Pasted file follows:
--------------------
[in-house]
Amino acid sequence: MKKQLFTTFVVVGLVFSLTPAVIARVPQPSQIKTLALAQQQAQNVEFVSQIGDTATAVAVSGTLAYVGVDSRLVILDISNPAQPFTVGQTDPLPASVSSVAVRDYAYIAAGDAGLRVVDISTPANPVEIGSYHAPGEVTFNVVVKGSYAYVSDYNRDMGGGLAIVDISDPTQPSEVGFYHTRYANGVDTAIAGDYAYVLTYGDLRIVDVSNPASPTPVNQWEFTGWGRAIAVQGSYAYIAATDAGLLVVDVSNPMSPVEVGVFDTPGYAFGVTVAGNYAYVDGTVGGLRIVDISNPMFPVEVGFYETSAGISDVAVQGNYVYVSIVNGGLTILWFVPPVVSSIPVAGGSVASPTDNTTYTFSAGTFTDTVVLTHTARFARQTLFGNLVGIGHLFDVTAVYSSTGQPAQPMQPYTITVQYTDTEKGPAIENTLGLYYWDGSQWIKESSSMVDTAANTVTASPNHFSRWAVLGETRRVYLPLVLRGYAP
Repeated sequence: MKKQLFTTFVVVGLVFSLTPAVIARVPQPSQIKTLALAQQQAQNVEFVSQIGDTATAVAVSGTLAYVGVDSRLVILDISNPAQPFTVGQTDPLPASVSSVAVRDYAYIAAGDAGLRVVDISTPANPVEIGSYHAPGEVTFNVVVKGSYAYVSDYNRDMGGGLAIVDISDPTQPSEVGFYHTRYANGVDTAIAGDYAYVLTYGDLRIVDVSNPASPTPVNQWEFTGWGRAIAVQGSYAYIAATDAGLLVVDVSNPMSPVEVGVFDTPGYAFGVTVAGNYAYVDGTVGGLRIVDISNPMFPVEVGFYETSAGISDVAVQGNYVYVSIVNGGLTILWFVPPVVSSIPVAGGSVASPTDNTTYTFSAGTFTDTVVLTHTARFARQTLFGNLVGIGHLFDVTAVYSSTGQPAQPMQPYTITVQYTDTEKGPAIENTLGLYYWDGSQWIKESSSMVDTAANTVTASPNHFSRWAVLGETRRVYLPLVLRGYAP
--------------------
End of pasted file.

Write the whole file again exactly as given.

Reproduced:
[in-house]
Amino acid sequence: MKKQLFTTFVVVGLVFSLTPAVIARVPQPSQIKTLALAQQQAQNVEFVSQIGDTATAVAVSGTLAYVGVDSRLVILDISNPAQPFTVGQTDPLPASVSSVAVRDYAYIAAGDAGLRVVDISTPANPVEIGSYHAPGEVTFNVVVKGSYAYVSDYNRDMGGGLAIVDISDPTQPSEVGFYHTRYANGVDTAIAGDYAYVLTYGDLRIVDVSNPASPTPVNQWEFTGWGRAIAVQGSYAYIAATDAGLLVVDVSNPMSPVEVGVFDTPGYAFGVTVAGNYAYVDGTVGGLRIVDISNPMFPVEVGFYETSAGISDVAVQGNYVYVSIVNGGLTILWFVPPVVSSIPVAGGSVASPTDNTTYTFSAGTFTDTVVLTHTARFARQTLFGNLVGIGHLFDVTAVYSSTGQPAQPMQPYTITVQYTDTEKGPAIENTLGLYYWDGSQWIKESSSMVDTAANTVTASPNHFSRWAVLGETRRVYLPLVLRGYAP
Repeated sequence: MKKQLFTTFVVVGLVFSLTPAVIARVPQPSQIKTLALAQQQAQNVEFVSQIGDTATAVAVSGTLAYVGVDSRLVILDISNPAQPFTVGQTDPLPASVSSVAVRDYAYIAAGDAGLRVVDISTPANPVEIGSYHAPGEVTFNVVVKGSYAYVSDYNRDMGGGLAIVDISDPTQPSEVGFYHTRYANGVDTAIAGDYAYVLTYGDLRIVDVSNPASPTPVNQWEFTGWGRAIAVQGSYAYIAATDAGLLVVDVSNPMSPVEVGVFDTPGYAFGVTVAGNYAYVDGTVGGLRIVDISNPMFPVEVGFYETSAGISDVAVQGNYVYVSIVNGGLTILWFVPPVVSSIPVAGGSVASPTDNTTYTFSAGTFTDTVVLTHTARFARQTLFGNLVGIGHLFDVTAVYSSTGQPAQPMQPYTITVQYTDTEKGPAIENTLGLYYWDGSQWIKESSSMVDTAANTVTASPNHFSRWAVLGETRRVYLPLVLRGYAP